December 2022 - Paul Westbrook Running Retirement
After 40 straight years of competing in corporate track I’ve decided to hang up my spikes. I’ve struggled with the decision for a few months, but it feels like the right time. I’ve watched other great team members do it over the years - some bowing out gracefully while still performing well, some going out with injuries they couldn’t overcome, and everything in between. The past 3 years have been a challenge. A few foot issues have limited my training. The speed is there, but the conditioning has been missing. I managed to win events in the 2020 and 2021 virtual meet, and the 2022 meet in Maine. But I was barely holding together with a poor base of conditioning. The Maine meet was my 40th straight year of competing in corporate track, and it just feels like the right time to stop.
I never ran track or participated in any organized sports before coming to TI. I always just played in the street with my friends. I was always fast, but our high school coach didn’t like “band nerds” and wouldn’t let me split practice days between track & band. In my 2nd month at TI back in 1983 I saw an article in the monthly TI Dallasite newspaper about the team. I called Coach Rio and went out to practice on a cold day in early March. The only shoes I had were basketball high tops. Rio had me warm up and run a 200m, and the time was good. He said to run a second one, but I had nothing left. He connected me with a couple of other team members for workouts, but they were too advanced and I quit showing up. I came back out for the Dallas Regional Meet and ran a 200m leg of a race on one of the TI Teams - we had three teams (Red, White, and Blue) at the regional. The next year I did the same thing.
In 1985 I got a call from a couple of team members in January. They invited me to run hills with them every Monday starting in February. We would run this long, steep 700m hill, then jog back down and run it again. Those guys could do multiple repeats and over time I worked up to their level. Dave Riley and James Vicks were great guys, and hard workers, and they showed me the value of hard work. When the weather warmed James Vicks and I started going to SMU with Nick Forlenza. We sprinted - hard. 3x300m with 5 minute recovery - at full speed in track spikes. It was hard work, but they were great guys and made it fun. I was building my capacity and my speed.
Making the national team back then was a challenge. We had time trials and cuts. There weren’t any 100m races, and just a couple of 200m legs. You had to run a 400m leg to make the team. Thanks to the training I ran a 50.5 second 400m and made the national team. At All Comers Meets I ran an 11.1 100m and 23.1 200m too. I went to the national meet at UCLA and it was wild. There were dozens of teams and many great sprinters. Our two sprint teams didn’t even reach the finals despite having me running 51 seconds and Nick running 49 seconds. That’s how crazy fast everyone was.
In 1986 I made my first trip to the Houston Regional Meet and anchored the 3 lap sprint team. I got the baton almost even with a guy from Chevron. We ran together for about 300 meters, then my training kicked in and I left him for the home stretch. That was despite wearing and extra large singlet (we didn’t have very good uniforms then) and having to keep pulling it back on my shoulder while running. I returned to the national meet and we made a final, but didn’t get a medal.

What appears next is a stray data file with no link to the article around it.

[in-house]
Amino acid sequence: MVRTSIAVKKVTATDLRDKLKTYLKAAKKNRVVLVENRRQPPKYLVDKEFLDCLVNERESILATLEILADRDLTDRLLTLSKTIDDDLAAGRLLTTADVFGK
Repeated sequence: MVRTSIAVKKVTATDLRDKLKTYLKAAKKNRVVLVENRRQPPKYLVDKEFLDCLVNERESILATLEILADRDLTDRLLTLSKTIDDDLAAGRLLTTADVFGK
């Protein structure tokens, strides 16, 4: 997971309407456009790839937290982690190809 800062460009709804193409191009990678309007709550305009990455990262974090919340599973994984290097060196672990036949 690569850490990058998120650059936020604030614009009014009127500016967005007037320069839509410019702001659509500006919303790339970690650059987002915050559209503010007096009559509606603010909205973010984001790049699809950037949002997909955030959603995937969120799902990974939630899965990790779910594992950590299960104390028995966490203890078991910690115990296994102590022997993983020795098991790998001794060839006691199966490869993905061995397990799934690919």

I didn’t win any national medals in 1985, 86, 87, 88, or 89. Our teams had talent, but had some back luck with injuries, baton drops, and other bad breaks. In 1990, the year I turned 30, I anchored our 4x200m relay (40+ male, 50+ male, open female, and open male). We had great people that fit those age groups. We won by a large margin and set a record for my first national medal - a gold one. That record would only be broken almost a decade later with two pro athletes working part time for Qwest.
4 X 200 M 40+ 22.8 BRICE, ZACK
4 X 200 M 50+ 24.4 DEATHERAGE, TONY
4 X 200 F Open 25.4 HAYNES, PORTIA
4 X 200 M Open 22.7 WESTBROOK, PAUL
1:36.2 1st Place
About that time I started to get a good feel of all the races and would help Coach Rio optimize our event lineups at the meets. A few years later they would add a third division for companies between 10,000-60,000 employees. Prior to that it was only big (10,000+) and small (<10,000). Some large companies had over 300,000 employees. After winning no titles since 1981, the TI Team won the team title in 1995 and 1996 in the new mid sized division. We finished 2nd in 1997, 98, and 99. In 1998 Rio was retiring from TI and asked me to become the team captain. He thought it was important to have an active TI employee as the captain. Fortunately, Rio, who has been at every meet since 1979, stayed on as a coach and athlete on the team. And he’s still going. We’ve been an almost inseparable pair, and his coaching has been a key part of our success over the years.
It took a couple of years to boost recruiting and get the team back up to a really strong level, but we went to the meet in 2000 with a strong team and hopes for a team title, despite Qwest’s Olympic Athlete support programs. One of their runners, Kevin Little, won the world indoor 200m championship that very year - and he was running for Qwest. The meet went down to the wire, but TI captured the team title - and we would go on to win 12 straight titles. There were close calls over the years, but we always had the training, strategy, and heart to pull out the team victory.